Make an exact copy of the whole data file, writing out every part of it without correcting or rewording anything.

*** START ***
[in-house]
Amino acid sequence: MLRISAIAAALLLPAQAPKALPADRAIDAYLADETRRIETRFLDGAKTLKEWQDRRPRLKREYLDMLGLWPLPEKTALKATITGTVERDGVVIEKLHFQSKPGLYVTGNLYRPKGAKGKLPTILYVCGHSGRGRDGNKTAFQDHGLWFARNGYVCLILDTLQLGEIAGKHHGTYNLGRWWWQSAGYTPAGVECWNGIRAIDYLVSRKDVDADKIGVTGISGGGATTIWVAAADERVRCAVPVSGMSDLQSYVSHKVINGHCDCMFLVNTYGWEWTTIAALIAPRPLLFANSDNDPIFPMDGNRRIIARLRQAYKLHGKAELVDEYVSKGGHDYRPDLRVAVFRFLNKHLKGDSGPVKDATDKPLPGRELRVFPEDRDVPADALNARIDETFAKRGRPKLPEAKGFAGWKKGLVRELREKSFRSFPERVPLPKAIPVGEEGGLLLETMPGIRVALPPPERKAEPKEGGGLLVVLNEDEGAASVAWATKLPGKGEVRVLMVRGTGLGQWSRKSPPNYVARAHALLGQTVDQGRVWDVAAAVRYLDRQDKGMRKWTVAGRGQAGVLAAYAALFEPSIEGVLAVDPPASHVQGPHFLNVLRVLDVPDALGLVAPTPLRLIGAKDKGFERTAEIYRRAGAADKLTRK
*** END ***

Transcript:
[in-house]
Amino acid sequence: MLRISAIAAALLLPAQAPKALPADRAIDAYLADETRRIETRFLDGAKTLKEWQDRRPRLKREYLDMLGLWPLPEKTALKATITGTVERDGVVIEKLHFQSKPGLYVTGNLYRPKGAKGKLPTILYVCGHSGRGRDGNKTAFQDHGLWFARNGYVCLILDTLQLGEIAGKHHGTYNLGRWWWQSAGYTPAGVECWNGIRAIDYLVSRKDVDADKIGVTGISGGGATTIWVAAADERVRCAVPVSGMSDLQSYVSHKVINGHCDCMFLVNTYGWEWTTIAALIAPRPLLFANSDNDPIFPMDGNRRIIARLRQAYKLHGKAELVDEYVSKGGHDYRPDLRVAVFRFLNKHLKGDSGPVKDATDKPLPGRELRVFPEDRDVPADALNARIDETFAKRGRPKLPEAKGFAGWKKGLVRELREKSFRSFPERVPLPKAIPVGEEGGLLLETMPGIRVALPPPERKAEPKEGGGLLVVLNEDEGAASVAWATKLPGKGEVRVLMVRGTGLGQWSRKSPPNYVARAHALLGQTVDQGRVWDVAAAVRYLDRQDKGMRKWTVAGRGQAGVLAAYAALFEPSIEGVLAVDPPASHVQGPHFLNVLRVLDVPDALGLVAPTPLRLIGAKDKGFERTAEIYRRAGAADKLTRK